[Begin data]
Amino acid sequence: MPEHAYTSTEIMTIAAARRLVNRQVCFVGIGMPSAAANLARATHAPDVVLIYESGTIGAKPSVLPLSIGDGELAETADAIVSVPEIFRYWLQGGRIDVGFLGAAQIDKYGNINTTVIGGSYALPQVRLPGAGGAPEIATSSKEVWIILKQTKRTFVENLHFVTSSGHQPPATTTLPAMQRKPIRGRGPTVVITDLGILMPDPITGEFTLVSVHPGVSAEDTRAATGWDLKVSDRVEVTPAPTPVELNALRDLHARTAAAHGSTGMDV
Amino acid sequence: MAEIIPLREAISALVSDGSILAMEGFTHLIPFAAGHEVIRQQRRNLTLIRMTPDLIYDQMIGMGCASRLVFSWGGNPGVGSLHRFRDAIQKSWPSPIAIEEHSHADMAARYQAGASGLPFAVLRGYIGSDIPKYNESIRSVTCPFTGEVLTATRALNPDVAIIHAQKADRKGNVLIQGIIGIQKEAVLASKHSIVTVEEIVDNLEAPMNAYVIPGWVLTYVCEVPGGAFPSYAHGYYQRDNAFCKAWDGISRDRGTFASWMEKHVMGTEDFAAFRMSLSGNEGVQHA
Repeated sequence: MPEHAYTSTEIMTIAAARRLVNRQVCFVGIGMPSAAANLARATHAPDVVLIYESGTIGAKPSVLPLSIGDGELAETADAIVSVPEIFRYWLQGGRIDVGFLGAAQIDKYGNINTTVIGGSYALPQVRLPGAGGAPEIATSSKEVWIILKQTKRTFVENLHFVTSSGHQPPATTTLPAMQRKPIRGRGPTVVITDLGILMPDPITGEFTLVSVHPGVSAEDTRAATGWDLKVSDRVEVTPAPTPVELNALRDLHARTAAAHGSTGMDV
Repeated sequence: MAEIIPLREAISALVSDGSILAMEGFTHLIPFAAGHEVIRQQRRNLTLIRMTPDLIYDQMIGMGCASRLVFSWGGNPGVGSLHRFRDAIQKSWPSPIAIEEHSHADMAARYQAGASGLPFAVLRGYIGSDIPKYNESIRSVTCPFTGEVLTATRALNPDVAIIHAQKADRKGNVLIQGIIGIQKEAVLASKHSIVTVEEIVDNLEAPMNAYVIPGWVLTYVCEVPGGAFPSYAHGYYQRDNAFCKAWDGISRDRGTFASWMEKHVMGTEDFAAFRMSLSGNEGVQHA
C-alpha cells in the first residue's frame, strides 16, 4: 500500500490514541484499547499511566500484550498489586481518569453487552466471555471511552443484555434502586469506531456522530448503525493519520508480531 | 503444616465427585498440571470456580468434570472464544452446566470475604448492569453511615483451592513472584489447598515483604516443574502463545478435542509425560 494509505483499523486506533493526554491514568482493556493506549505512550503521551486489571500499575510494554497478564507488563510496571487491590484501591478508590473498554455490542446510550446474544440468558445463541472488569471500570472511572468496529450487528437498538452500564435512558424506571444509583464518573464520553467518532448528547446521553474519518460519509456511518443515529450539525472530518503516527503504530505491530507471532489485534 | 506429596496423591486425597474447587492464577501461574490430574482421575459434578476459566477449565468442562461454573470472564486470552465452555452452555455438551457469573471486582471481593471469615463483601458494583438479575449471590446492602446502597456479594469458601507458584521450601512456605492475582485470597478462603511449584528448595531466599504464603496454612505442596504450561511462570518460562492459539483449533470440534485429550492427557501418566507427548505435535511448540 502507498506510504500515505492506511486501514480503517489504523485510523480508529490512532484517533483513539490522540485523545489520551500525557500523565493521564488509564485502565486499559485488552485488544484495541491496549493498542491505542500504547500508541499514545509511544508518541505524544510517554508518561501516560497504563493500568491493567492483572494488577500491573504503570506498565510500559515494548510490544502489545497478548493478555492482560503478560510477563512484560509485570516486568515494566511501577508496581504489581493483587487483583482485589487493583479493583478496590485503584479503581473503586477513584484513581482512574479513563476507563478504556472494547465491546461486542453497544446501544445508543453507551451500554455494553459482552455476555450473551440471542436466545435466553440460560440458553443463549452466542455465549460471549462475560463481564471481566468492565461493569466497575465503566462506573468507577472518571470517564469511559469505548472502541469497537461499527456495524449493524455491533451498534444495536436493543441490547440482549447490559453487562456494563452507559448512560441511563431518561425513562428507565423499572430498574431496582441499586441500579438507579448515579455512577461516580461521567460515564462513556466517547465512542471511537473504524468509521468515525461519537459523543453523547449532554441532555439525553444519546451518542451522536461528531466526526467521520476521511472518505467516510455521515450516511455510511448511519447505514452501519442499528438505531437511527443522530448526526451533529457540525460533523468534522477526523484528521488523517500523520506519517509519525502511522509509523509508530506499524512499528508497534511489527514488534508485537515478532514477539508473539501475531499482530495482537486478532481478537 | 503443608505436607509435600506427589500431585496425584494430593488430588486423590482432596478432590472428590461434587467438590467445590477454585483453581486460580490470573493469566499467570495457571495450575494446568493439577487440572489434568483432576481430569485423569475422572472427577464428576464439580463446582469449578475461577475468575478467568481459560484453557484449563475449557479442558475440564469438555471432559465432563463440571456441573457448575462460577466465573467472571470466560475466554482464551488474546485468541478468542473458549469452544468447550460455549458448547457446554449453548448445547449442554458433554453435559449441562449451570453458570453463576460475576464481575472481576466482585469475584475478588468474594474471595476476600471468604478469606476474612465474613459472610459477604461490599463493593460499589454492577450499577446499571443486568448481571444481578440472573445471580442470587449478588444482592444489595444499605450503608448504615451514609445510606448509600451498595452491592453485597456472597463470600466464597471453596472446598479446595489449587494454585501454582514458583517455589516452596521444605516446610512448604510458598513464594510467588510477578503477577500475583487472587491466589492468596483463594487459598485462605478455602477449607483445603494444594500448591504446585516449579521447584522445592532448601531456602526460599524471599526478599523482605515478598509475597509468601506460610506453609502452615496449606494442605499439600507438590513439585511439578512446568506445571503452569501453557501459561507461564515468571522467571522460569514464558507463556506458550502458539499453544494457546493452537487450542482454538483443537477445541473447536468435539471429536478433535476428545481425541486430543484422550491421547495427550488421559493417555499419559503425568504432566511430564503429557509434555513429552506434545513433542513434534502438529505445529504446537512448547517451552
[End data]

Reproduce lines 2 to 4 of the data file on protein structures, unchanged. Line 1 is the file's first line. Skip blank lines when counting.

Amino acid sequence: MAEIIPLREAISALVSDGSILAMEGFTHLIPFAAGHEVIRQQRRNLTLIRMTPDLIYDQMIGMGCASRLVFSWGGNPGVGSLHRFRDAIQKSWPSPIAIEEHSHADMAARYQAGASGLPFAVLRGYIGSDIPKYNESIRSVTCPFTGEVLTATRALNPDVAIIHAQKADRKGNVLIQGIIGIQKEAVLASKHSIVTVEEIVDNLEAPMNAYVIPGWVLTYVCEVPGGAFPSYAHGYYQRDNAFCKAWDGISRDRGTFASWMEKHVMGTEDFAAFRMSLSGNEGVQHA
Repeated sequence: MPEHAYTSTEIMTIAAARRLVNRQVCFVGIGMPSAAANLARATHAPDVVLIYESGTIGAKPSVLPLSIGDGELAETADAIVSVPEIFRYWLQGGRIDVGFLGAAQIDKYGNINTTVIGGSYALPQVRLPGAGGAPEIATSSKEVWIILKQTKRTFVENLHFVTSSGHQPPATTTLPAMQRKPIRGRGPTVVITDLGILMPDPITGEFTLVSVHPGVSAEDTRAATGWDLKVSDRVEVTPAPTPVELNALRDLHARTAAAHGSTGMDV
Repeated sequence: MAEIIPLREAISALVSDGSILAMEGFTHLIPFAAGHEVIRQQRRNLTLIRMTPDLIYDQMIGMGCASRLVFSWGGNPGVGSLHRFRDAIQKSWPSPIAIEEHSHADMAARYQAGASGLPFAVLRGYIGSDIPKYNESIRSVTCPFTGEVLTATRALNPDVAIIHAQKADRKGNVLIQGIIGIQKEAVLASKHSIVTVEEIVDNLEAPMNAYVIPGWVLTYVCEVPGGAFPSYAHGYYQRDNAFCKAWDGISRDRGTFASWMEKHVMGTEDFAAFRMSLSGNEGVQHA